Written by Fergus Masons • September 17 Tree Stump Removal
Sometimes it’s time for your garden to say goodbye to a large old tree. Maybe you want a new look that it just won’t fit in to, or perhaps it’s become diseased and unsafe. You might have the tools and skills to fell it yourself; alternatively you can get a specialist in to do it. Either way, though, once the saws have finished their work and the tree’s gone your real problem will be revealed. You still have a stump.
Tree stumps are a nuisance. They’re unsightly, for a start, and they can be a trip hazard. Some species are also prone to throwing out suckers, so you’ll end up with the tree regrowing in a pretty messy way. Most of the time you’re going to have to get the stump out of the ground, but that’s much easier said than done. The stump itself is a solid block of wood, and there’s a lot more below the ground – the tree’s whole root system. Luckily the roots will usually die if the stump can be removed.
The problem is that unless it’s a small tree the stump isn’t going to come out easily. If it is small you might be able to dig down around it, chop through the main roots and pull it out. Slightly larger trees can also be extracted if you can get a vehicle or winch close enough to them. If you’re planning to do that you can cut the tree so there’s a good length of trunk remaining above the ground, ideally about six feet – that will give you more leverage to rip it out with. First dig out round the stump and cut as many roots as possible. Cut a notch high up on the back side of the stump and smooth it out, then fasten a sling round the trunk so it’s held in the notch. Shackle your winch or tow cable to the winch and hang a couple of cable dampers or heavy blankets on it – if the cable breaks it could be a serious hazard. Then slowly apply pull to the stump. The leverage should tear it loose.
If the stump’s too large to he hauled out, or it’s already been cut off close to the ground, there are other methods you can try. If the stump isn’t too damp or close to anything flammable you can probably burn it. Pile kindling round the stump then build a cone or pyramid of larger firewood over it; light it and keep feeding the fire for several hours. If you have the branches from the felled tree they make a convenient source of fuel and it’s also an easy way to get rid of those. Make sure the heart of the fire remains over the stump and eventually the bulk of it should be burned away. Be aware that a piece of wood that size can smolder for hours, and shouldn’t be left unattended until it’s completely burned out. At that point you should be able to break up what remains with an ax. Occasionally you might find that the core of the trunk is still unburned; if that’s the case chop away the surrounding charcoal and light another fire on the remains. Once it’s burned away to below ground level chop and dig out as much as possible, then backfill the hole. If you can dig out round the stump before building the fire you’ll destroy more of it, especially if you can pack firewood under the larger roots.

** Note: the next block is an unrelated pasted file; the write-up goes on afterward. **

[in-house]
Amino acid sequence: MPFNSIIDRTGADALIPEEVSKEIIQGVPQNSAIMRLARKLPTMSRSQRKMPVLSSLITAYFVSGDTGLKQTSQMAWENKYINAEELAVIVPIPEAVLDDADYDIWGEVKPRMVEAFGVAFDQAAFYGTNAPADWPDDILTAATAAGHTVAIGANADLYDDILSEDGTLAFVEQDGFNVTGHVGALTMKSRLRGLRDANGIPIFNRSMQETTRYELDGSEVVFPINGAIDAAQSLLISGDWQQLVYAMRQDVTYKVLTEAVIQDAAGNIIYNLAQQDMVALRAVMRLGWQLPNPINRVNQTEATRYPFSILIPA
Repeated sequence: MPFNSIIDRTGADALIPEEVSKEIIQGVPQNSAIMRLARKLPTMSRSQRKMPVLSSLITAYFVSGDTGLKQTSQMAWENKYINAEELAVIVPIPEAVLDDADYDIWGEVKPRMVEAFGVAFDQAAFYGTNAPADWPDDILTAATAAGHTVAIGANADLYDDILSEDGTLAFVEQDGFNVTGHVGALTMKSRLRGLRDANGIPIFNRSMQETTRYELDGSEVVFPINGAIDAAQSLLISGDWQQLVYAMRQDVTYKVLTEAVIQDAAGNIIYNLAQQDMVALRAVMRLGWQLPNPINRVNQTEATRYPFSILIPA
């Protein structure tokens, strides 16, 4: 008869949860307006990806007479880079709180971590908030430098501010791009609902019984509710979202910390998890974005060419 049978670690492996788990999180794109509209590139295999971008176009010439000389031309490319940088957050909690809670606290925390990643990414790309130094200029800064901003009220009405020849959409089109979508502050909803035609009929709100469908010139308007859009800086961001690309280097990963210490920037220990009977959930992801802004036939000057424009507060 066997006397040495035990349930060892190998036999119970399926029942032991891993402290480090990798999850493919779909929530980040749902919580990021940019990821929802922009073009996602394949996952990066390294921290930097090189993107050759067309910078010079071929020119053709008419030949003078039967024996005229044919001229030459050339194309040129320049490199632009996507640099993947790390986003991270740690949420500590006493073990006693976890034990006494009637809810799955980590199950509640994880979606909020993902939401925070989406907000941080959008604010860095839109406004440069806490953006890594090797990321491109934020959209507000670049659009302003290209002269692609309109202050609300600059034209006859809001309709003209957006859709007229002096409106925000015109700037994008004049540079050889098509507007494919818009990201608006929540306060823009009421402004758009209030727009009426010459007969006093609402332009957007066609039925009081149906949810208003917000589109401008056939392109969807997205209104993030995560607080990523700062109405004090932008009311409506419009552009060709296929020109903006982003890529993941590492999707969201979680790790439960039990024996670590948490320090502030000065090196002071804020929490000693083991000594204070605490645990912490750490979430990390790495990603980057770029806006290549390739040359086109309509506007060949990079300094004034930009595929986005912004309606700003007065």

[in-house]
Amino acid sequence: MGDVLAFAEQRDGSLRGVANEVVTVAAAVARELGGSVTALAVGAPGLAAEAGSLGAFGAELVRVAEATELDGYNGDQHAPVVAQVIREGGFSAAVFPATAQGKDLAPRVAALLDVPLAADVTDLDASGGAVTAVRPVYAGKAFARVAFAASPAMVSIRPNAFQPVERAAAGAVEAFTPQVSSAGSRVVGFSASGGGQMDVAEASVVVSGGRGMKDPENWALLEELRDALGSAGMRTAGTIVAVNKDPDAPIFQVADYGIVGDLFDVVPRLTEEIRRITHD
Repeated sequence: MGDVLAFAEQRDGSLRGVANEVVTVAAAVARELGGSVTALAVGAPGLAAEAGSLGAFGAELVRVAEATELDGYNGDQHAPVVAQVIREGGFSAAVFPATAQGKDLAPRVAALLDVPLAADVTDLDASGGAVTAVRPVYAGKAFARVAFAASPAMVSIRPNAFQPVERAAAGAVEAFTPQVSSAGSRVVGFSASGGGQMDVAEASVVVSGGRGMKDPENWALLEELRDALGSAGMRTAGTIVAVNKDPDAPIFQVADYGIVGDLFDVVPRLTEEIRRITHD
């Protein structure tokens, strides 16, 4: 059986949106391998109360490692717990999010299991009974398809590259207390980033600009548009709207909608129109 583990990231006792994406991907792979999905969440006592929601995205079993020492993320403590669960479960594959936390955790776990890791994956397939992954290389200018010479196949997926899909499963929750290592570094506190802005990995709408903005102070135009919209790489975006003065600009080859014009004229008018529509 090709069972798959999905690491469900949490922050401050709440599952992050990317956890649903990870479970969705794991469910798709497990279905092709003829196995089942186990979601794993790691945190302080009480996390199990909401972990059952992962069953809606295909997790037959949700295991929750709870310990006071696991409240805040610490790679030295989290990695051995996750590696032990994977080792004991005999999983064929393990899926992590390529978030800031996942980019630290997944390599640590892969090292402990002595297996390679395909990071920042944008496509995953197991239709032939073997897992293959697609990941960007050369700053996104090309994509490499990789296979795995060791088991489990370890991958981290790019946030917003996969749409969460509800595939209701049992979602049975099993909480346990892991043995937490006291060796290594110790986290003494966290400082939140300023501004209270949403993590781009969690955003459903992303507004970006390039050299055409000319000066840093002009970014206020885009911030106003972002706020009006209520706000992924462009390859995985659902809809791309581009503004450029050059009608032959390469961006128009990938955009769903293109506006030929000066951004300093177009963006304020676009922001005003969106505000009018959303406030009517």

If you want the stump cleared but there’s no rush – it’s not in the way of the new deck you want to build, for example – there are methods you can use that won’t take as much hard labor to accomplish. Try getting a drill with a long spade bit and drilling close-spaced holes all over the top surface, or split it as much as possible with an ax or hammer and wedges. Then soak it with kerosene or fuel oil (not gasoline) and let it seep into the wood. Repeat daily for a week or two, and you’ll end up with a stump that’s completely dead and saturated in oil. At that point it should burn quite easily. It will still take a few hours to burn out, but once it’s done it should be easy to break up and remove.
Sometimes it won’t be possible to burn the stump – if it’s right beside your house, for example. Instead you can use a chemical solution. There are specialized stump killers on the market or you can get some potassium nitrate granules. Again you’ll need a drill, with a spade bit at least an inch wide and as long as you can get. Drill a ring of holes three to four inches apart and about the same distance in from the edge of the stump, in the living wood. If it’s a large one you can drill a second ring a few inches further in, and possibly even a third. Half fill the holes with the potassium nitrate then top them up with water. Now you need to keep children and pets away from the stump – the chemical is toxic. If necessary build a cage of chicken wire over it to restrict access. Leave it for four to six weeks; after that the wood should be spongy and rotten, and easy to chop away. Some people will recommend trying a nitrogen-based fertilizer in drilled holes; the theory is that it promotes rot, but this isn’t actually effective. Stick with potassium nitrate or stump killer.
The final option is possibly the quickest, but it means hiring a stump grinder. These are large power tools, usually on a wheeled cart, that act like a giant router – they have a spinning cutter underneath that will reduce the stump to chips. Once the above-ground part of it has been ground away the cutter can be lowered to attack the subsurface part and the major roots; usually you’ll be able to clear away everything to about a foot below ground level. Then you can backfill the hole with soil. Be aware that a stump grinder can be tricky to use, and will usually cost between $100 and $200 per day to hire. It’s worth hiring one if you have several stumps to dispose of, but if there are only one or two it could be cheaper to pay a stump removal specialist to do it for you.
Stumps are famously stubborn, but unless you insist on the brute force approach they can usually be removed without too much trouble. Just plan the process and find the most suitable method, instead of wading in there with a shovel and ax. Modern tools and chemicals mean it doesn’t have to be a difficult job.